I just had a bit of a revelation.
I love learning new things.
Sometimes it’s software. Right now I’m teaching myself how to use Tableau.
Sometimes it’s more academic- hence why I’m in my MBA program right now.
Sometimes it’s a principle that has helped people. My current Audible book is The 5 Second Rule by Mel Robbins.
Constant learning is something I love. It helps me feel like I’m growing as a person. And the more I grow, the more I become.
The problem is that I don’t have the greatest track record of putting what I learn into action.
For example, I first read The Four Hour Work Week over 5 years ago. Even though I’ve tried to incorporate some of its principles into my life, I can’t say that I do it regularly.
Another example is nutrition and fitness books. Over the years I’ve learned (and forgotten) more than most people ever learn. So am I in the best shape of my life? No way- even though I’m losing weight right now, I am still very overweight.
It’s said that knowledge is power. But we all know that the real power is applied knowledge.
If I know eating gluten will cause leaky gut but I continue to stuff my face with bread, my knowledge isn’t helping me at all. In fact, it’s making things worse because I will kick myself later.
If I know I have the choice between a fun activity and working on a passive income stream but I choose the fun activity time after time, I’ll be mad at myself . I will know I cheated my future self, and even my family.
So yes- learning new things is great. But it’s not enough. I need to improve my ability to take action on my goals. Even if it’s just for 5 minutes at a time.
One way I’m going to do that is use the 5 second rule by Mel Robbins. The basic premise is that if I have a thought of something I need to do, I immediately start counting down from 5 and then take action.
5. 4. 3. 2. 1.
Then I go.
The reason this is powerful is it doesn’t give me time to “feel” a certain way about the action. I’m not giving myself time for fear or anxiety to build up. I can’t talk myself out of it. I just do it.
Sometimes this may mean working on a blog post (like right now.)
Other times it will be working out or making a phone call or applying to a job. Whatever it is I feel like is the most important thing for me to do at that moment.
This is powerful for another reason though. It helps me build habits. And as I build a new habit, it becomes so strong that I won’t be able to skip it as time goes on.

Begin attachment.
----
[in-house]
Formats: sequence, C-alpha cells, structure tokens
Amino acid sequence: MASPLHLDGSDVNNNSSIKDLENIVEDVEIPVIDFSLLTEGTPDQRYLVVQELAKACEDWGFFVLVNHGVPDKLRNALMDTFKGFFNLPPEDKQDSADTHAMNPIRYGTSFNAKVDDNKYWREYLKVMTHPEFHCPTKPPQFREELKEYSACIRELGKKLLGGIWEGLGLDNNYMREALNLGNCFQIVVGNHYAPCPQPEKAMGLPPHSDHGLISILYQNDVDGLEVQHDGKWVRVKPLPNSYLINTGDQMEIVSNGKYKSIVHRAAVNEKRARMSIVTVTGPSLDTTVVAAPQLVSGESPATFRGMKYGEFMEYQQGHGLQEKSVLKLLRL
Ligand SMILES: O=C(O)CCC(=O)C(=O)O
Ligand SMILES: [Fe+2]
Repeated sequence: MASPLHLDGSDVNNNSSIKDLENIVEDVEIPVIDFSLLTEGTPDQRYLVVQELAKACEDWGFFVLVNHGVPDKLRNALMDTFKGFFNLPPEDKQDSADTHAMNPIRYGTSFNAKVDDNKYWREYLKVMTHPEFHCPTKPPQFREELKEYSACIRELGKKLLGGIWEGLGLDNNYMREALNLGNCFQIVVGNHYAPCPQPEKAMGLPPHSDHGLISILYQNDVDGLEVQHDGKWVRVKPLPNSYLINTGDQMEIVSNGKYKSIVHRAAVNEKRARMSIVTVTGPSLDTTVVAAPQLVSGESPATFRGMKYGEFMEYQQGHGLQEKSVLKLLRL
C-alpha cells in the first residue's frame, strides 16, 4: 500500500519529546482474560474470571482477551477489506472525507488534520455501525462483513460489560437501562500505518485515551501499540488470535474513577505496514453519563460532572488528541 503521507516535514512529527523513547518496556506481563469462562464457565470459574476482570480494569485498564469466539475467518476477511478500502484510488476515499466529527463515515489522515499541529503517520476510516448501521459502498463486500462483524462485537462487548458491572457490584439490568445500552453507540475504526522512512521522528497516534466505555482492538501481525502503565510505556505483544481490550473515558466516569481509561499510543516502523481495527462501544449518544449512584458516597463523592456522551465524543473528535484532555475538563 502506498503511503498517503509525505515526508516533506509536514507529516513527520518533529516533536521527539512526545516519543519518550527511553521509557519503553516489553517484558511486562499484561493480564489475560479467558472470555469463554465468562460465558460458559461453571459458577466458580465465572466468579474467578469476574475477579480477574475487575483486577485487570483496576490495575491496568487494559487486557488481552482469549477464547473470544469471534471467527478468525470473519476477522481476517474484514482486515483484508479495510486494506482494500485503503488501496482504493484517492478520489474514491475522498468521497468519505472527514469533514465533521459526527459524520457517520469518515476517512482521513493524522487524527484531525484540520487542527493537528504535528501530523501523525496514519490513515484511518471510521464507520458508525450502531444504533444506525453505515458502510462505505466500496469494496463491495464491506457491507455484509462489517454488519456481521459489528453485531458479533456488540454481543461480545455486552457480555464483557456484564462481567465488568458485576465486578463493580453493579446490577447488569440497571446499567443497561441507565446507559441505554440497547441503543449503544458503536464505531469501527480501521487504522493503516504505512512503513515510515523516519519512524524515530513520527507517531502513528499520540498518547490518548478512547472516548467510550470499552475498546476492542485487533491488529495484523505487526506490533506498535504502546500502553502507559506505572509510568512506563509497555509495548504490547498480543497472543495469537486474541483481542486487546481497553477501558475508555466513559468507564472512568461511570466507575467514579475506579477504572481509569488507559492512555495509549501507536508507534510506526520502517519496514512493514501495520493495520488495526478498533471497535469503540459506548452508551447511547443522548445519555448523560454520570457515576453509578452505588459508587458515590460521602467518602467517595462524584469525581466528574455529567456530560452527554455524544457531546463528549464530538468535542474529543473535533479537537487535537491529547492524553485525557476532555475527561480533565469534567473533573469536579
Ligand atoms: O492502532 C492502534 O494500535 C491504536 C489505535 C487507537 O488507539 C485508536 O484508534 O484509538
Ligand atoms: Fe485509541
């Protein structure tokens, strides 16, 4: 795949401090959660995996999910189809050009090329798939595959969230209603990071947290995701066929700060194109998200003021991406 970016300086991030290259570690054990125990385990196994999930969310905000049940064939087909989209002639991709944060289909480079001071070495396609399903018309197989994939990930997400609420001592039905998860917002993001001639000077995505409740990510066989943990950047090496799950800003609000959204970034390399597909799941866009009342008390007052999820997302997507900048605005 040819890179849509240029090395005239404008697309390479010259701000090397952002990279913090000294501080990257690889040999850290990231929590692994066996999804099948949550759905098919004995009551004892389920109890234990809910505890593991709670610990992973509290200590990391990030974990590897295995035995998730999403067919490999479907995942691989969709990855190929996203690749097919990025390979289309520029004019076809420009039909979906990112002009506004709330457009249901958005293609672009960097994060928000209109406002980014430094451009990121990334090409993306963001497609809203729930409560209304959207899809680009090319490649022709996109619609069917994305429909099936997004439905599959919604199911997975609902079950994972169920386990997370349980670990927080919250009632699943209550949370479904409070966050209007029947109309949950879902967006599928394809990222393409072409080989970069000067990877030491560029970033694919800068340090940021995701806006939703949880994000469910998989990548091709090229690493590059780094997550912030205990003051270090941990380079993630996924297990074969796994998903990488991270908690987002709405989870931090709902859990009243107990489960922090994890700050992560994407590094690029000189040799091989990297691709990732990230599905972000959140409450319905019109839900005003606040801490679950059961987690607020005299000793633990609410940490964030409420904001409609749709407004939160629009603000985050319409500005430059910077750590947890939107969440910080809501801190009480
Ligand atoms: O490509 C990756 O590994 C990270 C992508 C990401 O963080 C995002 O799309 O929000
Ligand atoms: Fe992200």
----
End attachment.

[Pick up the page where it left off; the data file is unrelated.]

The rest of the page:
For example, take writing. I’m not in the habit of sitting down to write everyday. The struggle with getting words on a blank canvas isn’t something I constantly face – even though I want it to be.
But the best way for me to overcome that is to make a habit. Sitting down to write everyday – even if it’s just 50 words. If I do this every day – especially at the same time – I will slowly build a new habit. Before I know it, I’ll have thousands and thousands of words published.
The same goes for working out. I don’t do it regularly. I’ll think about it, but then figure “I don’t have the time” or “I don’t feel like it right now.”
But what I’m learning right now is to use the 5 second rule to overcome that. Even if I only work out for 4 minutes, that’s a lot better than nothing! It builds a habit, it builds a stronger body, it builds momentum and it builds a bias towards action.
This is largely what the book Mini Habits by Stephen Guise is all about. Taking regular, tiny actions towards a goal will build a habit that becomes so strong it’s hard to not do it.
Stephen started by setting a goal of doing just 1 pushup a day. Sometimes that’s all he did, because he suddenly realized it was 11pm and he hadn’t done it. But usually he did a lot more.
There’s a lot of great information out there on habits, and I’m going to write more about them in the future as I get better about them.
Healthy eating, calling old friends, reaching out to influencers, applying for jobs, etc. These are all things I want to do better. Each one of these things can be life-changing if I let them.
But the key is applying the knowledge I’ve learned. Even if it takes some kind of little trick like the 5 second rule, the most important thing is to progress. As I progress and build momentum, I’ll become unstoppable.
All I have to do is improve myself 1% everyday. That’s what James Altucher recommends, and considering how successful the guy is I figure it’s good enough for me.